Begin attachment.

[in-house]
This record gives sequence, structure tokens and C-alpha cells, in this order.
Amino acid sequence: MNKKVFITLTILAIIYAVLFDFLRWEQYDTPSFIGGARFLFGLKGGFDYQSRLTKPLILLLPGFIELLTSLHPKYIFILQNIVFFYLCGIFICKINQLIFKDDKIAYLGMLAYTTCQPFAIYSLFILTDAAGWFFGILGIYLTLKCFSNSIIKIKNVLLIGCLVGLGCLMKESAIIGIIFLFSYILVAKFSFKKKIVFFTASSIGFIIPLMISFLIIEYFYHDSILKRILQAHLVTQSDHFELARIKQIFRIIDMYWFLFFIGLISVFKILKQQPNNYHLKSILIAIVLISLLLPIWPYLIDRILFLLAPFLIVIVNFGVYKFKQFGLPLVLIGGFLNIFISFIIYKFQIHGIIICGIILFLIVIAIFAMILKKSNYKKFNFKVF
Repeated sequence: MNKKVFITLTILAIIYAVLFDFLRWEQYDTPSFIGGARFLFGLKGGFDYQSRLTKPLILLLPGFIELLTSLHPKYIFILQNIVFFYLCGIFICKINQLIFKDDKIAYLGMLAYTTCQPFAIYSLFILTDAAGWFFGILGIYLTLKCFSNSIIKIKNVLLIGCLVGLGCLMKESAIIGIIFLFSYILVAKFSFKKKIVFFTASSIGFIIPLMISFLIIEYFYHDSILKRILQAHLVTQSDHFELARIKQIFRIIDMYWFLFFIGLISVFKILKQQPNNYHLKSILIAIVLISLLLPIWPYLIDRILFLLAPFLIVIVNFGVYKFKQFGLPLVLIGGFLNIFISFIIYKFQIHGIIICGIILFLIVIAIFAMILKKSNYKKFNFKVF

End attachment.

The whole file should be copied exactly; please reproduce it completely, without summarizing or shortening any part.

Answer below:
[in-house]
This record gives sequence, structure tokens and C-alpha cells, in this order.
Amino acid sequence: MNKKVFITLTILAIIYAVLFDFLRWEQYDTPSFIGGARFLFGLKGGFDYQSRLTKPLILLLPGFIELLTSLHPKYIFILQNIVFFYLCGIFICKINQLIFKDDKIAYLGMLAYTTCQPFAIYSLFILTDAAGWFFGILGIYLTLKCFSNSIIKIKNVLLIGCLVGLGCLMKESAIIGIIFLFSYILVAKFSFKKKIVFFTASSIGFIIPLMISFLIIEYFYHDSILKRILQAHLVTQSDHFELARIKQIFRIIDMYWFLFFIGLISVFKILKQQPNNYHLKSILIAIVLISLLLPIWPYLIDRILFLLAPFLIVIVNFGVYKFKQFGLPLVLIGGFLNIFISFIIYKFQIHGIIICGIILFLIVIAIFAMILKKSNYKKFNFKVF
Repeated sequence: MNKKVFITLTILAIIYAVLFDFLRWEQYDTPSFIGGARFLFGLKGGFDYQSRLTKPLILLLPGFIELLTSLHPKYIFILQNIVFFYLCGIFICKINQLIFKDDKIAYLGMLAYTTCQPFAIYSLFILTDAAGWFFGILGIYLTLKCFSNSIIKIKNVLLIGCLVGLGCLMKESAIIGIIFLFSYILVAKFSFKKKIVFFTASSIGFIIPLMISFLIIEYFYHDSILKRILQAHLVTQSDHFELARIKQIFRIIDMYWFLFFIGLISVFKILKQQPNNYHLKSILIAIVLISLLLPIWPYLIDRILFLLAPFLIVIVNFGVYKFKQFGLPLVLIGGFLNIFISFIIYKFQIHGIIICGIILFLIVIAIFAMILKKSNYKKFNFKVF